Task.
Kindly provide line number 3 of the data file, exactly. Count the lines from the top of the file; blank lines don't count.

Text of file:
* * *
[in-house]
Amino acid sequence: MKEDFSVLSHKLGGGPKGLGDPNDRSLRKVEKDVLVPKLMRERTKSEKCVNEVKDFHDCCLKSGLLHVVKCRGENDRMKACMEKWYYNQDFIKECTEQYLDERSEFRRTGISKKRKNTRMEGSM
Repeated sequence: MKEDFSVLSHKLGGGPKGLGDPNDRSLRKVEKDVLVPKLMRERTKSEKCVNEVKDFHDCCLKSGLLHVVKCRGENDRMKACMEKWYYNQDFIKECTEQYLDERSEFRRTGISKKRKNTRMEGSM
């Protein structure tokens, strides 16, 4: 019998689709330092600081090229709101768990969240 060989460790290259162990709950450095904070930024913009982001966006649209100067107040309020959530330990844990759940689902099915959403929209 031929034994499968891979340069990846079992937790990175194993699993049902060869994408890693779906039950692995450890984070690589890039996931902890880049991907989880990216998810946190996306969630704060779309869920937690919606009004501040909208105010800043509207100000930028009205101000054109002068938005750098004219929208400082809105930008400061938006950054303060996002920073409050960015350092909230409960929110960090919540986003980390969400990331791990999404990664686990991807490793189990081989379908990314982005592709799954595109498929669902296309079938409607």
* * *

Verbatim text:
Repeated sequence: MKEDFSVLSHKLGGGPKGLGDPNDRSLRKVEKDVLVPKLMRERTKSEKCVNEVKDFHDCCLKSGLLHVVKCRGENDRMKACMEKWYYNQDFIKECTEQYLDERSEFRRTGISKKRKNTRMEGSM